So now you own a lovely Simply Clutch purse… how do you care for it? Let’s start with some common sense...
- Don’t use your clutch when it’s raining outside (unless you will be strictly indoors).
- Avoid leaving your clutch laying on grass, flooring, or even on a table where wine or food can easily spill or splash on it.
- Keep the clutch in the dust bag with the pillow insert so it will keep its form and shape while you are not using it.
- If you take your clutch on a trip and it gets crunched or wrinkled, you can iron it. Set the iron on the silk setting for silk (or cotton) with some distilled water. The steam will help get those wrinkles out. Be gentle when ironing. It might help to open the mouth of the clutch and insert it on the narrow end of the iron so you can steam one side and then the other.
Oh no! Something stained my clutch! How do I clean it?
- First, empty the contents of the purse.
- If the stain is not too bad, use warm water and a few drops of detergent for delicates (like Woolite® or baby detergents) and dab at the stain gently. Try not to rub the stain as that can cause it to spread and wear down the fibers (especially silk).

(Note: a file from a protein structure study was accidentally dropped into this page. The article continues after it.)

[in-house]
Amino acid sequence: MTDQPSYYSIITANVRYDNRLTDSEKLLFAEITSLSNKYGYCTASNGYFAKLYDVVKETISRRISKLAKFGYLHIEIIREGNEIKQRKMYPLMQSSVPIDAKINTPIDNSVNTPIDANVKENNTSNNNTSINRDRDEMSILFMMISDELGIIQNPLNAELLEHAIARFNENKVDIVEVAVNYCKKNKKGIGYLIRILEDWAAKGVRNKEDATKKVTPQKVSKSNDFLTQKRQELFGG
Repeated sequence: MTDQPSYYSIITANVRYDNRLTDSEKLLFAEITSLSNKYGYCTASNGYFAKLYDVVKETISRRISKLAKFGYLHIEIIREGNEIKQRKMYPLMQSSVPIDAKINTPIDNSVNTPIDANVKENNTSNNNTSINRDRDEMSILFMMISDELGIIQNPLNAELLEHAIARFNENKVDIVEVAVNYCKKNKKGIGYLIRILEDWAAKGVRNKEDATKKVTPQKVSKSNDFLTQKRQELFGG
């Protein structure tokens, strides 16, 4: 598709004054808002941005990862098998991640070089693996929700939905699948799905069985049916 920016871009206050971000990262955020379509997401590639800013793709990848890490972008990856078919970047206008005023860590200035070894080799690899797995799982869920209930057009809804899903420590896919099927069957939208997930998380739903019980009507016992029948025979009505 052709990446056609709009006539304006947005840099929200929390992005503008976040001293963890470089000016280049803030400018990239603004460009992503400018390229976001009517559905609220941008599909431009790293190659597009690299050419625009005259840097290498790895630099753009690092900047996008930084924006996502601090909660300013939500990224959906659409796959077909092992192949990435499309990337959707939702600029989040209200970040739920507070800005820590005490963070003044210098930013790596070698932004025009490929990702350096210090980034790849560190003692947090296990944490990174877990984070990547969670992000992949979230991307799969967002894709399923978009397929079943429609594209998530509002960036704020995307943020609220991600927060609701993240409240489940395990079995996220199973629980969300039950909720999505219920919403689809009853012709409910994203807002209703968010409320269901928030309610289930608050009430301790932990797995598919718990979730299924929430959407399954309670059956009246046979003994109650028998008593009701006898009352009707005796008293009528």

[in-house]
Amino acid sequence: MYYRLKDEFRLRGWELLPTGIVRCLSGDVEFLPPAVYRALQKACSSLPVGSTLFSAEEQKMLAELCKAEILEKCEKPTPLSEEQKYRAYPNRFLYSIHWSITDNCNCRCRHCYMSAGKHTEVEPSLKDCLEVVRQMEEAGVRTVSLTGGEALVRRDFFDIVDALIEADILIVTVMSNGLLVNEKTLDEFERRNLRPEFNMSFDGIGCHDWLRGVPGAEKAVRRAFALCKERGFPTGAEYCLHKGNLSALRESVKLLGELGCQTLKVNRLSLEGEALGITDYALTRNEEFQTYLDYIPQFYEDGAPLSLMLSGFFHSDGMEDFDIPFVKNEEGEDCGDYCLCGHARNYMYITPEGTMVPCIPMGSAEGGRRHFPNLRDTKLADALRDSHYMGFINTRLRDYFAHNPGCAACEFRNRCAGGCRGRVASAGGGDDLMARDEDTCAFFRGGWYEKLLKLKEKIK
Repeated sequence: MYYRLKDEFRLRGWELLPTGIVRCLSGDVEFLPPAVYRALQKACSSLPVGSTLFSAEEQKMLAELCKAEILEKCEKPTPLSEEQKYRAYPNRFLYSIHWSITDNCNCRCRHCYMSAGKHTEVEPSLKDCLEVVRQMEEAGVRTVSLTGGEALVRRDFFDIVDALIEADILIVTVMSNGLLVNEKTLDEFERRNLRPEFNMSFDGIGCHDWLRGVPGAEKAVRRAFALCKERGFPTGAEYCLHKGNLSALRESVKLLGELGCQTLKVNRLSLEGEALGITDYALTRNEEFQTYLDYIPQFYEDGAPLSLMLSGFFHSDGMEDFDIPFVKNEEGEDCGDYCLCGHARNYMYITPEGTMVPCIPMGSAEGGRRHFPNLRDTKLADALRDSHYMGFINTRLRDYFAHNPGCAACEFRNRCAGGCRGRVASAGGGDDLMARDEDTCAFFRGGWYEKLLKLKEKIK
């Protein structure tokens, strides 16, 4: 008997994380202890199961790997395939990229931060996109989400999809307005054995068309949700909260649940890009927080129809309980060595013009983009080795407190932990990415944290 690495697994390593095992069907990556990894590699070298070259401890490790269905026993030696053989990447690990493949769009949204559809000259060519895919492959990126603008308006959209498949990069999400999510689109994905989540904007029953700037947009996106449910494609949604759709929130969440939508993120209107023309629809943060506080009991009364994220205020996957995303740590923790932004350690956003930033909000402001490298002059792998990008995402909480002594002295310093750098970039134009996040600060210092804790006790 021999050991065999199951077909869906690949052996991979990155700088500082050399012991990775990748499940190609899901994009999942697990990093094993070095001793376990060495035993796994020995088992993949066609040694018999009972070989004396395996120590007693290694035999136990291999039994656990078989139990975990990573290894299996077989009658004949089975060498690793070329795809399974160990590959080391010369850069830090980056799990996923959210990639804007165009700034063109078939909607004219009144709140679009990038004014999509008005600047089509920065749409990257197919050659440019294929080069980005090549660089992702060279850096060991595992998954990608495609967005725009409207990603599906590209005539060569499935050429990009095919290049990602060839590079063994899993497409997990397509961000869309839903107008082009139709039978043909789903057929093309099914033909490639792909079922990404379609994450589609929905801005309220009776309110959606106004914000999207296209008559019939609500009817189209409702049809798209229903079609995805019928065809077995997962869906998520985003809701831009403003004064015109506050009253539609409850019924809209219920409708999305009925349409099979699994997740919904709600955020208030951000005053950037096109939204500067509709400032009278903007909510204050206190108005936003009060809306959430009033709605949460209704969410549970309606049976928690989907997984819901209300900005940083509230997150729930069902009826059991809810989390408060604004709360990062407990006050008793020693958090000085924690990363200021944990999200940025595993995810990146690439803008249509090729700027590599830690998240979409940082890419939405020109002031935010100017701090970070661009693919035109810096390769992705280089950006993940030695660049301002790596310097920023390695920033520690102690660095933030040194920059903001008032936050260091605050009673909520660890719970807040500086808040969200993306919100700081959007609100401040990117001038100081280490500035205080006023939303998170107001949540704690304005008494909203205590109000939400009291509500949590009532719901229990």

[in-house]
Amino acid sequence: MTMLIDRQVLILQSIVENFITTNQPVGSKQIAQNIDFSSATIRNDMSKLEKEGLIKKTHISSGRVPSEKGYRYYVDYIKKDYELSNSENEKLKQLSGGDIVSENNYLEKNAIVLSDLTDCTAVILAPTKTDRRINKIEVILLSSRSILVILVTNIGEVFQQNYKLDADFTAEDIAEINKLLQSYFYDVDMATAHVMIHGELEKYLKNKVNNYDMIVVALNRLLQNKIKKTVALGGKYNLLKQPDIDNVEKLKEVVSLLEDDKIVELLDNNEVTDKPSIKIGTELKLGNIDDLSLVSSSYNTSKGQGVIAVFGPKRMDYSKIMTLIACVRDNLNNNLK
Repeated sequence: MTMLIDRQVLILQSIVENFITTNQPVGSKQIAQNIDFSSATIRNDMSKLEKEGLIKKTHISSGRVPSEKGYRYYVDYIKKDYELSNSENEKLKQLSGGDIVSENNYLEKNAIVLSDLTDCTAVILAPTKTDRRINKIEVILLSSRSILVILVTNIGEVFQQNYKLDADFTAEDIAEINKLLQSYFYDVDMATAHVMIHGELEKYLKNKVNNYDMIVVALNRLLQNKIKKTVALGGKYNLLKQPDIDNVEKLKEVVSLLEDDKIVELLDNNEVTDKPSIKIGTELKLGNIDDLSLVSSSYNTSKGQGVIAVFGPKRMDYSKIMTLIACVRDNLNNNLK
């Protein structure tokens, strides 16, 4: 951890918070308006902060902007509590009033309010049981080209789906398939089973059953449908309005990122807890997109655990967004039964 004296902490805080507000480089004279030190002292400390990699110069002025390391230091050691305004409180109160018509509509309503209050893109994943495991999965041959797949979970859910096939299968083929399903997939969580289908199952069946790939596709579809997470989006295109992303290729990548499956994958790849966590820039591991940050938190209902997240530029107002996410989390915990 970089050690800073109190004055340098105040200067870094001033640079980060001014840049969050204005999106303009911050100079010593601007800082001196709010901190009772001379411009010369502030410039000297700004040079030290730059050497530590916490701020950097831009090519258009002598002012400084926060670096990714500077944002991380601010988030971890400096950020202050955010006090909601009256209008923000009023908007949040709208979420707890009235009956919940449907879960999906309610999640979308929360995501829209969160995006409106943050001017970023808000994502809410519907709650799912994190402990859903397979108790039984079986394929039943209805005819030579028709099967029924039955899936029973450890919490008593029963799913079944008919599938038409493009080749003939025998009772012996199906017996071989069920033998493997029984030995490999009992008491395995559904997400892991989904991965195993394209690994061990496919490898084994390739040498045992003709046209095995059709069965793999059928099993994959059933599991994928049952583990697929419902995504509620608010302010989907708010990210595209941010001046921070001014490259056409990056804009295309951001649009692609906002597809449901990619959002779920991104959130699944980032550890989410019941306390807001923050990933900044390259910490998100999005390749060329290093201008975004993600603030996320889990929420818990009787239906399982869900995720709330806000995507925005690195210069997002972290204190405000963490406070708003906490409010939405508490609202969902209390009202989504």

- If your clutch it cotton, you can get away with trying a stain remover if it’s a heavy stain. But please be careful! Use just a little and again blot the stain as you go.
- If the stain is heavy, severe, or on light colored silk, consider taking it to a dry cleaner. I would highly encourage you to be mindful as to what dry cleaner you go to. Dry cleaners use a chemical called perchloroethylene or “perc,” which is really bad for the environment (classified as a Toxic Air Contaminant). There are dry cleaners that use a different process (like Hangers Cleaners) that have environmentally safe cleaning technologies (they use carbon dioxide, GreenEarth cleaners, and provide wet cleaning, which is the safest professional cleaning type). Here is more info on the process that Hangers Cleaners uses – try searching for environmentally friendly cleaners near you.
(click on the image to read it)
Here’s an old article from The Wall Street Journal that has other suggestions for cleaners at the end.